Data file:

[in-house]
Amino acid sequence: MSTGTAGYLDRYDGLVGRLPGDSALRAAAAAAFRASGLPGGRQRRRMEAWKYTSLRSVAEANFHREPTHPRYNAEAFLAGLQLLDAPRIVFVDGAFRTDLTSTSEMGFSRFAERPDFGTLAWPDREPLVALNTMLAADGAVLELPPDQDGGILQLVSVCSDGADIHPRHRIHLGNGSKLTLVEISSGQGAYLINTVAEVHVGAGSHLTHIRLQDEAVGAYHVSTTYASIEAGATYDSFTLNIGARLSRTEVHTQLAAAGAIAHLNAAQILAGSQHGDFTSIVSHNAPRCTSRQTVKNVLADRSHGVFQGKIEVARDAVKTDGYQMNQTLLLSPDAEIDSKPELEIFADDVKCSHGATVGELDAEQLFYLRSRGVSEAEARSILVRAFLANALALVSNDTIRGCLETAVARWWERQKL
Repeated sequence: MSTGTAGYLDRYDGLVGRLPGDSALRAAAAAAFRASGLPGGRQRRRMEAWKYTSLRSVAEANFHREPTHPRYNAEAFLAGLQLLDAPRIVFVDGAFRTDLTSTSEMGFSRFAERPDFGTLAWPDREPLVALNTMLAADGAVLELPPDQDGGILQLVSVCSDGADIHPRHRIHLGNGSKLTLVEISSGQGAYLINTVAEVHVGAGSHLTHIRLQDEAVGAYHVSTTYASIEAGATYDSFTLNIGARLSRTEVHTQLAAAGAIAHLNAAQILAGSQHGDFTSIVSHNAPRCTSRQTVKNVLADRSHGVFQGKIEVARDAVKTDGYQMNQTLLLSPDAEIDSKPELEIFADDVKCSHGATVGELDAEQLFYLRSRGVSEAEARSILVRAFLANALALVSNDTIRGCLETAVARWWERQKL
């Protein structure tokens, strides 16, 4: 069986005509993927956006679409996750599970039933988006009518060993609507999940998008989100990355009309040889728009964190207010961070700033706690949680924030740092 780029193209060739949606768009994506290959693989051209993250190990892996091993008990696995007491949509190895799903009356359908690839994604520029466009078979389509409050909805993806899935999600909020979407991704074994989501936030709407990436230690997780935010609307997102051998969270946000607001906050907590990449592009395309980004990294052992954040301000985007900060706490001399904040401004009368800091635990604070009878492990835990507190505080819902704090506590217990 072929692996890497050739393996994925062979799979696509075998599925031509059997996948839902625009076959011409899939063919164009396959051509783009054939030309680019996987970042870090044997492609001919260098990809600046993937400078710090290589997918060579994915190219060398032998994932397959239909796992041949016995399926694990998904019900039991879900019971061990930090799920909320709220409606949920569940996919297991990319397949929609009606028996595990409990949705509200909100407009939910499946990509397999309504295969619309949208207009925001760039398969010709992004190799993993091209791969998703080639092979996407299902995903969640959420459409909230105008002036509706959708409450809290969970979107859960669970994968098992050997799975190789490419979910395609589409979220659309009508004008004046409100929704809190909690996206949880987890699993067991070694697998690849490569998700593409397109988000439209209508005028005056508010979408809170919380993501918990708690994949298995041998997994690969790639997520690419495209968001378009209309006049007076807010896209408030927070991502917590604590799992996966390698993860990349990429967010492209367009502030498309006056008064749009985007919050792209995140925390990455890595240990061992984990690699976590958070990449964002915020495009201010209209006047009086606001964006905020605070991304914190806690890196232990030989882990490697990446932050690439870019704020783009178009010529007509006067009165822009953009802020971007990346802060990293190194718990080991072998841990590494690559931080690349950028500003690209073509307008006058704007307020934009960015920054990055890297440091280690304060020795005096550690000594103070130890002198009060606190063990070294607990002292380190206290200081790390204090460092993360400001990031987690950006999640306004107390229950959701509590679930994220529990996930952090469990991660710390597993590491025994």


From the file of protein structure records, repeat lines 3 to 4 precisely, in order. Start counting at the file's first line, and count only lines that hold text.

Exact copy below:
Repeated sequence: MSTGTAGYLDRYDGLVGRLPGDSALRAAAAAAFRASGLPGGRQRRRMEAWKYTSLRSVAEANFHREPTHPRYNAEAFLAGLQLLDAPRIVFVDGAFRTDLTSTSEMGFSRFAERPDFGTLAWPDREPLVALNTMLAADGAVLELPPDQDGGILQLVSVCSDGADIHPRHRIHLGNGSKLTLVEISSGQGAYLINTVAEVHVGAGSHLTHIRLQDEAVGAYHVSTTYASIEAGATYDSFTLNIGARLSRTEVHTQLAAAGAIAHLNAAQILAGSQHGDFTSIVSHNAPRCTSRQTVKNVLADRSHGVFQGKIEVARDAVKTDGYQMNQTLLLSPDAEIDSKPELEIFADDVKCSHGATVGELDAEQLFYLRSRGVSEAEARSILVRAFLANALALVSNDTIRGCLETAVARWWERQKL
């Protein structure tokens, strides 16, 4: 069986005509993927956006679409996750599970039933988006009518060993609507999940998008989100990355009309040889728009964190207010961070700033706690949680924030740092 780029193209060739949606768009994506290959693989051209993250190990892996091993008990696995007491949509190895799903009356359908690839994604520029466009078979389509409050909805993806899935999600909020979407991704074994989501936030709407990436230690997780935010609307997102051998969270946000607001906050907590990449592009395309980004990294052992954040301000985007900060706490001399904040401004009368800091635990604070009878492990835990507190505080819902704090506590217990 072929692996890497050739393996994925062979799979696509075998599925031509059997996948839902625009076959011409899939063919164009396959051509783009054939030309680019996987970042870090044997492609001919260098990809600046993937400078710090290589997918060579994915190219060398032998994932397959239909796992041949016995399926694990998904019900039991879900019971061990930090799920909320709220409606949920569940996919297991990319397949929609009606028996595990409990949705509200909100407009939910499946990509397999309504295969619309949208207009925001760039398969010709992004190799993993091209791969998703080639092979996407299902995903969640959420459409909230105008002036509706959708409450809290969970979107859960669970994968098992050997799975190789490419979910395609589409979220659309009508004008004046409100929704809190909690996206949880987890699993067991070694697998690849490569998700593409397109988000439209209508005028005056508010979408809170919380993501918990708690994949298995041998997994690969790639997520690419495209968001378009209309006049007076807010896209408030927070991502917590604590799992996966390698993860990349990429967010492209367009502030498309006056008064749009985007919050792209995140925390990455890595240990061992984990690699976590958070990449964002915020495009201010209209006047009086606001964006905020605070991304914190806690890196232990030989882990490697990446932050690439870019704020783009178009010529007509006067009165822009953009802020971007990346802060990293190194718990080991072998841990590494690559931080690349950028500003690209073509307008006058704007307020934009960015920054990055890297440091280690304060020795005096550690000594103070130890002198009060606190063990070294607990002292380190206290200081790390204090460092993360400001990031987690950006999640306004107390229950959701509590679930994220529990996930952090469990991660710390597993590491025994």